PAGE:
We would need more information about your database to give you a better answer. It's a case by case scenario. If your table is small, it won't matter. Is the index in question a clustered index? What kind of selectivity do you expect for the index? Is it an identity column? Will the value of the index ever change? Are there any constraints enforced on the indexed column? Etc....

  10. #10
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    Slows down updates?

    Maybe

    Slows down Inserts?

    Yes
    Brett
    8-)

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  11. #11
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    hmmm

    Quote Originally Posted by Brett Kaiser

    Slows down Inserts?

    Yes
    I disagree (a bit) with that.

    Could allso speed it up,
    As triggers and/or storedproc that update a table that depends on data of an other table that has an index, would speed up the update/insert.

    It's just how you look at it

    And again it depends on the size of your db if you have 30Bilj recs or 300
    with the 300 it will slow down on the inserted table but you won't notice it.

    if it comes to 30biljon records you will notice the insert,
    but if you want a selection you will be gladd that you have a index in it
    Greetz Marvels -^.^-
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  12. #12
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    ummmmmmmmmmm

    did you say something?
    Brett
    8-)

    It's a Great Day for America everybody!

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  13. #13
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    Quote Originally Posted by Brett Kaiser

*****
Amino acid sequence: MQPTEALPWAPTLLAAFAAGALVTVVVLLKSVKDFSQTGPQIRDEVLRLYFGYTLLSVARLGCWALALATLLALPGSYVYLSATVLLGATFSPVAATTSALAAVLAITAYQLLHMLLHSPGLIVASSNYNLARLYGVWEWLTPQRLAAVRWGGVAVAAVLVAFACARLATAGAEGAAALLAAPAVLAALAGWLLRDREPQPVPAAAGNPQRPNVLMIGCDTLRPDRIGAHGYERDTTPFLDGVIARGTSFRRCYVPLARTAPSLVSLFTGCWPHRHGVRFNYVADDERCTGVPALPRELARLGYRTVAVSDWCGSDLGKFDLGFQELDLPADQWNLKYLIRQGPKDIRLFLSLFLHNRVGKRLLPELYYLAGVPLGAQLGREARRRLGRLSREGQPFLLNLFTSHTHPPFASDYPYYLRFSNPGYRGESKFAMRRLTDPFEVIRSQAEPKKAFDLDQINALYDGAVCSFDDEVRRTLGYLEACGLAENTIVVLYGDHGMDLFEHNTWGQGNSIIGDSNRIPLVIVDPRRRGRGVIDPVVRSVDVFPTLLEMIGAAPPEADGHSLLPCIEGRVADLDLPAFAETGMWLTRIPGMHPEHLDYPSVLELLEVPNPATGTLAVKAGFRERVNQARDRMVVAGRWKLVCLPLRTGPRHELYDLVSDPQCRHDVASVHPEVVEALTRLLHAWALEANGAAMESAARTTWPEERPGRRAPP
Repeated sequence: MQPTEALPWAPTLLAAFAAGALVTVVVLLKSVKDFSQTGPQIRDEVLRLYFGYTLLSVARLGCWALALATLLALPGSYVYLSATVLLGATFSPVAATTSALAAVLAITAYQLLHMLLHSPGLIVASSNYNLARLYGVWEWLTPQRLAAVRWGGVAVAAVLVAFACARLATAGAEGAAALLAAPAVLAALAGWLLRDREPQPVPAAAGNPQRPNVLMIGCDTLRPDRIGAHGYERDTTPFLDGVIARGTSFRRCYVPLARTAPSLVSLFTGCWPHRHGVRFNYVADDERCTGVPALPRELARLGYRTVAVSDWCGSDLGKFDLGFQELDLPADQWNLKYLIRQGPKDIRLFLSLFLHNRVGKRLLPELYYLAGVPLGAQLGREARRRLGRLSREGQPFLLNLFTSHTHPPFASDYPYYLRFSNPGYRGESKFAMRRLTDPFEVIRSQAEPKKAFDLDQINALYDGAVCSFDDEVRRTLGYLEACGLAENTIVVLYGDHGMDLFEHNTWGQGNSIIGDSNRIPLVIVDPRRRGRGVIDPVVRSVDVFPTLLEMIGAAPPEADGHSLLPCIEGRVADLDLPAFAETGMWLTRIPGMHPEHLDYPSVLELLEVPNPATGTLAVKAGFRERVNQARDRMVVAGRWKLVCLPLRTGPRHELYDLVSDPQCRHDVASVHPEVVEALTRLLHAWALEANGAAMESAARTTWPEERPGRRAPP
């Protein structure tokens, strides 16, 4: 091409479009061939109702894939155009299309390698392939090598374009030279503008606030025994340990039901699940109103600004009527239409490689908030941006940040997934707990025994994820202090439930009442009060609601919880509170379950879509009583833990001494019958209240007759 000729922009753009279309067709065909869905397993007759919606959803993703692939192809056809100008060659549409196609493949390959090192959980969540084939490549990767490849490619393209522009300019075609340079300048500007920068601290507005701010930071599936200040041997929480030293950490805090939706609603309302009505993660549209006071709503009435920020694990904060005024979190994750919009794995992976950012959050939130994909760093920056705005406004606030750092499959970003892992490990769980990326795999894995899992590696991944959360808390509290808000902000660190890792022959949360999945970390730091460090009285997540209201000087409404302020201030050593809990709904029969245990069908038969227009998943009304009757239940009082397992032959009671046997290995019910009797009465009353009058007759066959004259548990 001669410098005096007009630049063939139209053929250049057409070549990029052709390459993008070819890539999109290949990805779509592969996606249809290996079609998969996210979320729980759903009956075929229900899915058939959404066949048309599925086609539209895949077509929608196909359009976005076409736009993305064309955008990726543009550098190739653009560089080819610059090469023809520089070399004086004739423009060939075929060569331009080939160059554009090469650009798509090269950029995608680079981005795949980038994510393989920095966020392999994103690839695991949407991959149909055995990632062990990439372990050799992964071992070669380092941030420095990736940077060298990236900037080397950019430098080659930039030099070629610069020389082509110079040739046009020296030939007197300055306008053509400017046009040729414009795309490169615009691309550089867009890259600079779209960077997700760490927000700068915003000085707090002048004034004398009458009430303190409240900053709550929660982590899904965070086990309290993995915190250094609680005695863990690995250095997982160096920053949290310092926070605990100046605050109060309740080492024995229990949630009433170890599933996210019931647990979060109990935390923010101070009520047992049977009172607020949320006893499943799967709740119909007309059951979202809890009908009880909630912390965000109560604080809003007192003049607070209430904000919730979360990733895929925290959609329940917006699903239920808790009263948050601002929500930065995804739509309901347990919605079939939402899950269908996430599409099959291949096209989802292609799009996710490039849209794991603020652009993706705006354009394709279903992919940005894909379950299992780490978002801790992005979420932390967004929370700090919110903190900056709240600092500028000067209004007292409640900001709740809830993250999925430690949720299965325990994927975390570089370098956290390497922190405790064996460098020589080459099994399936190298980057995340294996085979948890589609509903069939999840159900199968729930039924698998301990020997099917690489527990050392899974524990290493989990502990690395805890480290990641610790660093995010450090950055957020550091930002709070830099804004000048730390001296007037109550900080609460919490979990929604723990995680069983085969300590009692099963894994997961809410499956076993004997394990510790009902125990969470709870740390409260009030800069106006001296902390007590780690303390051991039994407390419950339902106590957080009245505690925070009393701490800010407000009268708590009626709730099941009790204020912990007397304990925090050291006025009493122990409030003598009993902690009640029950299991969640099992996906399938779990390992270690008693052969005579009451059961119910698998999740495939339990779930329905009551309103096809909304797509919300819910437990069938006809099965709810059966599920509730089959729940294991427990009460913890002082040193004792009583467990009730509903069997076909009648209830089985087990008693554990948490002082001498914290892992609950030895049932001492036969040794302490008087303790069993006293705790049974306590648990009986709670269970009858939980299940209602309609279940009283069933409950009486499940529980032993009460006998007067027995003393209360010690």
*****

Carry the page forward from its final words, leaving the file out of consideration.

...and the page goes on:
Slows down Inserts?

    Yes
    Doooooood - we've covered this one. Remember - you even contacted Mr Randall privately to bring him into the discussion.

    Indexes can even speed up inserts *


    *One particular type of index anyway.
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  14. #14
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    Quote Originally Posted by Marvels
    And again it depends on the size of your db if you have 30Bilj recs or 300
    with the 300 it will slow down on the inserted table but you won't notice it.
    Size doesn't make a difference (and I for one am eternally grateful about that but we will leave that little topic for another day). I'm not considering perceptible difference - I'm talking about measuring speed in terms of the number of pages SQL Server needs to read from and write to in order to satisfy a data modification query. Whether or not the data is in the cache already will affect the time taken but we can't account for that. I'm only accounting for what can be accounted for. If ya knowz what I meanz
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  15. #15
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    Copy / insert

    Im not talking about an insert of 1 rec but X-folds

    take a table that has no index and insert it into a table with index
    With
    300 recs
    you'll be doíng it at speed of 0.0003 sec a record

    if your at 3bill. A rec will take allmost 1 sec, you can allmost follow the insert manualy.
    Why do you think if you have a big table and you copy/back it up, its better to first take off the index and later set it back again.
    Greetz Marvels -^.^-